Facebook's perfect spam laboratory

What's really behind the company's scheme to charge $100 for the right to message CEO Mark Zuckerberg

Published January 11, 2013 9:20PM (EST)

Mark Zuckerberg           (AP/Eric Risberg)
Mark Zuckerberg (AP/Eric Risberg)

Every day has its own Facebook outrage story. Friday's entry: Mashable's discovery that the social media network was offering users the opportunity to send a direct message to Mark Zuckerberg's inbox for the low, low price of $100.

Actually sounds pretty steep, no? Certainly a far cry from December's Facebook announcement that it was testing out a much more inexpensive system that would charge only $1 to make sure your message got through, instead of being relegated to Facebook's mostly hidden "Other" inbox.

So what is it? A buck or a Benjamin? Or do "famous" people simply command higher price points? The Week got Facebook to shed some light:

In a statement, a Facebook spokesperson says, "We are testing some extreme price points to see what works to filter spam." In other words, the fee is an attempt to discourage people from sending annoying messages to people they don't know.

Facebook's explanation might seem reassuring on the surface, but is actually cause for alarm.

Yes, spam would not exist in its present form if marketers were charged for every email they vomited out into the void. So there's no question that Facebook's plans to charge for unsolicited messages to strangers will cut down on the vast majority of spam that Facebook users receive in their inboxes.

But what Facebook wants to figure out is the exact intersection point between how much spam we can bear and what people will pay to send messages to strangers. Where's the sweet spot that marks the borderline between an avalanche of spam that might (gasp!) discourage Facebook users to log in and a new revenue stream for Facebook?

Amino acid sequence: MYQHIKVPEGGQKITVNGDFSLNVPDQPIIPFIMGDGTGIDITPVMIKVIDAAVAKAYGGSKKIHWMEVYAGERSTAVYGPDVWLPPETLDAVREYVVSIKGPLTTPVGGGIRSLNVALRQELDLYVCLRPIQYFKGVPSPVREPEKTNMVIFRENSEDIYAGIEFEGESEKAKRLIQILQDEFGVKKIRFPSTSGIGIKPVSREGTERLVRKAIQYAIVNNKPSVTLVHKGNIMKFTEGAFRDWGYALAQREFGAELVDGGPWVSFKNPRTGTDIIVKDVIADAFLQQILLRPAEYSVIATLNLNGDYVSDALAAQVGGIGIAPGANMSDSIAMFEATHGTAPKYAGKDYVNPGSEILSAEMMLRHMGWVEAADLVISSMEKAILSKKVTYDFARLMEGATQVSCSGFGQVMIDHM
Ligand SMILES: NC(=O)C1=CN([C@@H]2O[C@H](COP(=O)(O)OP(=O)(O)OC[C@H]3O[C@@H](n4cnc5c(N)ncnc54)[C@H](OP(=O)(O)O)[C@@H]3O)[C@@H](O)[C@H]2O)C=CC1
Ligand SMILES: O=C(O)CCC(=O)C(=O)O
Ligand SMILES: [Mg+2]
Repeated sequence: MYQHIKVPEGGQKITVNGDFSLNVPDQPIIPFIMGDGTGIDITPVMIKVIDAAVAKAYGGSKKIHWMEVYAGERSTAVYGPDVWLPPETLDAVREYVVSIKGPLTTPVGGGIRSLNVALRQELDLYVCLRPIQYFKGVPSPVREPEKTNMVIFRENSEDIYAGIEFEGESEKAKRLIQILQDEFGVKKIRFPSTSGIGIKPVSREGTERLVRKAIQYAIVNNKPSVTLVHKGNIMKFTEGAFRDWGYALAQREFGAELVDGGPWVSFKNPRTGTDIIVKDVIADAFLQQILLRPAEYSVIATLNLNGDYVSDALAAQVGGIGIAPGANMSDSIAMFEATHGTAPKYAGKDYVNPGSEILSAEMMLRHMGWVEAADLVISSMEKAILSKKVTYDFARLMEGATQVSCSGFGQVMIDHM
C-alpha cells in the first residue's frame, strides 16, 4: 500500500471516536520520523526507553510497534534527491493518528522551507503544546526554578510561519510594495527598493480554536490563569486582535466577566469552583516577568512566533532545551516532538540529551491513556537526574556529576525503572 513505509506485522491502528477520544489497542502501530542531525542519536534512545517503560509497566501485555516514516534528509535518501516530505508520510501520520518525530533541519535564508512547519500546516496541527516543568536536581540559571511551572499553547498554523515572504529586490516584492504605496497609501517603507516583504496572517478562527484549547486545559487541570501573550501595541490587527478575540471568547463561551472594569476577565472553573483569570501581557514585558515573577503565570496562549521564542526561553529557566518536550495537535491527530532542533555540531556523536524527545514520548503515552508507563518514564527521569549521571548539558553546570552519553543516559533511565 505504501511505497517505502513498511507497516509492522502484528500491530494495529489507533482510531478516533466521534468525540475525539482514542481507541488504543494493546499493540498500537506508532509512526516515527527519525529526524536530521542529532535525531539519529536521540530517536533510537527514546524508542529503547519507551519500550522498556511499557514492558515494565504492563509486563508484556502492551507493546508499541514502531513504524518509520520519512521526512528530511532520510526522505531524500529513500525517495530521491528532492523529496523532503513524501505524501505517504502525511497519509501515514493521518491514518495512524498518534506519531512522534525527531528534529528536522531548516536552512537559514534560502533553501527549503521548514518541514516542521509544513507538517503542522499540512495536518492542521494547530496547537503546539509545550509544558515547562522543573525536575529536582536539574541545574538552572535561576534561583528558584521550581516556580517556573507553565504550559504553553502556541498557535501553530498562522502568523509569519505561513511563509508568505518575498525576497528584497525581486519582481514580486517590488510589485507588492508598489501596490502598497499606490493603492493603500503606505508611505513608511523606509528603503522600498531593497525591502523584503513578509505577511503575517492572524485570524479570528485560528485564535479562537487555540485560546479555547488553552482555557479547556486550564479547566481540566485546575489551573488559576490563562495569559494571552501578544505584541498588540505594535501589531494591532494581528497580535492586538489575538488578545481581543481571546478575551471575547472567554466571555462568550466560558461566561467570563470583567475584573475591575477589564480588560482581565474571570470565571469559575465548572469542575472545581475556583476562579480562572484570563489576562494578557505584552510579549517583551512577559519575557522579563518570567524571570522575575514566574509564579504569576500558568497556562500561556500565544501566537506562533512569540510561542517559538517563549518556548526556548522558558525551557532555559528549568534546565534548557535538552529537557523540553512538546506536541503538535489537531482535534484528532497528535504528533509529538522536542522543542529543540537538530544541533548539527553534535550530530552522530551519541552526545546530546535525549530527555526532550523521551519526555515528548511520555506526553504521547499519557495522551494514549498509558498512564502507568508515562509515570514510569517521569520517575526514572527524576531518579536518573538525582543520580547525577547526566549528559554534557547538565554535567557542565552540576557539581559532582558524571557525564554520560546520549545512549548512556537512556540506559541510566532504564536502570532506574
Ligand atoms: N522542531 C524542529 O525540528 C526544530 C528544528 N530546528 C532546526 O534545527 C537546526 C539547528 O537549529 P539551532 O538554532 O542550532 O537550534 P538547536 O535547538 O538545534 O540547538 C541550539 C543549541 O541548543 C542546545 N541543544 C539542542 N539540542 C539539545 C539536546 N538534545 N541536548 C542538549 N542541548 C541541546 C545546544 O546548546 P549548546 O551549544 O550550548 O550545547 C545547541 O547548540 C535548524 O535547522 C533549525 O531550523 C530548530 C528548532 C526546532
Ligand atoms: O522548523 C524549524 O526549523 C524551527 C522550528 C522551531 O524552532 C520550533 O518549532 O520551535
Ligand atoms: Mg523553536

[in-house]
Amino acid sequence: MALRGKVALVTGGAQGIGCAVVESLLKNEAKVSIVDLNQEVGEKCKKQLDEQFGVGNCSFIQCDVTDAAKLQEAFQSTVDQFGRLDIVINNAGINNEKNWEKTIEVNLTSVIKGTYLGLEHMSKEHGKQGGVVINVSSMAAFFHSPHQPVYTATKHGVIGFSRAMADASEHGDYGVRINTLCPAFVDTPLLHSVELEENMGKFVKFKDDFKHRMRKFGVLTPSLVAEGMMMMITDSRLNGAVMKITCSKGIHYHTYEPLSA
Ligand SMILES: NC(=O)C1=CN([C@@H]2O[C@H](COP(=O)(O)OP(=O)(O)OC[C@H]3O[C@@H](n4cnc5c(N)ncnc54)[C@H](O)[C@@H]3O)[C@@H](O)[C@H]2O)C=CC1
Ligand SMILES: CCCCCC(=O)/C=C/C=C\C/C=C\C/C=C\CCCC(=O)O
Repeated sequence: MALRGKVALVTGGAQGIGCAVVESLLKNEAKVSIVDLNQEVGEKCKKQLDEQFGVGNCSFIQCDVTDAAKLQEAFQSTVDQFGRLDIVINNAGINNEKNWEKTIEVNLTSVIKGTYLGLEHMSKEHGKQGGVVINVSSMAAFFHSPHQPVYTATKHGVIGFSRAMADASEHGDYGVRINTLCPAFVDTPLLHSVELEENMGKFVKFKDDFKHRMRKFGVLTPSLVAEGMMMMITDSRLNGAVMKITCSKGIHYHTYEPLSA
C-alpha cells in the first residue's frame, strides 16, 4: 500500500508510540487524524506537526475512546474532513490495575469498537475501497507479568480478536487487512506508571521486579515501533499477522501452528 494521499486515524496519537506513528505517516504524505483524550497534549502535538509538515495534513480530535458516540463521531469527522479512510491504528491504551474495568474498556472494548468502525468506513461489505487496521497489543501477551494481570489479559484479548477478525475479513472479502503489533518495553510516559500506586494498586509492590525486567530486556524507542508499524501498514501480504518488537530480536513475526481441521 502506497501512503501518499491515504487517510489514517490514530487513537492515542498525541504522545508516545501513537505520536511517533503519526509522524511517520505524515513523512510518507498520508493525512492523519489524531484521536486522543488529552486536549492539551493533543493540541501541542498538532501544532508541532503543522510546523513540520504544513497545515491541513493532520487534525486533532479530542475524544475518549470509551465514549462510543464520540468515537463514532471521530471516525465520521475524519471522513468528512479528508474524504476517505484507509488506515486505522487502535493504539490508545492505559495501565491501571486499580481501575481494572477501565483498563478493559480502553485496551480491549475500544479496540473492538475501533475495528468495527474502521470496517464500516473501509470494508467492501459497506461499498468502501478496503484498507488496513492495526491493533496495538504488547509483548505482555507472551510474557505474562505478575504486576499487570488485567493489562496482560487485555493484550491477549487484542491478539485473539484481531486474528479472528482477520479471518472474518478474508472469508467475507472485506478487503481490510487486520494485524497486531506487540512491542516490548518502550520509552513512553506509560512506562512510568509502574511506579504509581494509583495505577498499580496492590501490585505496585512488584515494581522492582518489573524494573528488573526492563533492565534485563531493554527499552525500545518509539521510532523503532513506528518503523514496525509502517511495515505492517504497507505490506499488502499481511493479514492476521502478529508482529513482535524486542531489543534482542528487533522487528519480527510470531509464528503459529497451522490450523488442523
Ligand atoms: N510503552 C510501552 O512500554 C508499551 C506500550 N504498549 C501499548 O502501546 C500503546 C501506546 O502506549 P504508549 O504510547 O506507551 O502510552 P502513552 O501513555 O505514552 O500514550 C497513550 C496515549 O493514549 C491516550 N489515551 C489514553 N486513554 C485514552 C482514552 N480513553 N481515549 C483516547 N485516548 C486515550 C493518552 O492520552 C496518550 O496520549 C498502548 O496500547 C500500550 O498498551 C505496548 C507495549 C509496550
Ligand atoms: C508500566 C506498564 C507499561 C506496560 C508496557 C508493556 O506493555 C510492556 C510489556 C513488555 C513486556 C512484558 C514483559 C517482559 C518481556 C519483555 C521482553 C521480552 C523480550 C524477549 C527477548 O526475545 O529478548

Facebook conducts such envelope-pushing experiments all the time on its millions of users. I once had a Facebook spokeperson tell me confidently that the company would never follow the disastrous path of MySpace, which overloaded itself with ads to the point of forcing of mass user migration elsewhere, because Facebook's constant user testing and monitoring would give the company ample warning whenever it was stuffing too much advertising crap into our news feeds. Facebook's always got its fingers on the volume knob, ready to turn down the advertising flow whenever the golden goose is in danger of premature mortality.

Of course, the worst aspect to Facebook's strategy is that if they execute it perfectly, they can raise the volume of spam and advertising so slowly and smoothly that we never quite notice just how much we're being bludgeoned by marketing messages. In effect, Facebook is training us to be good corporate citizens, using our own observed behavior to perfect their revenue-generating governance.

By Andrew Leonard

Andrew Leonard is a staff writer at Salon. On Twitter, @koxinga21.

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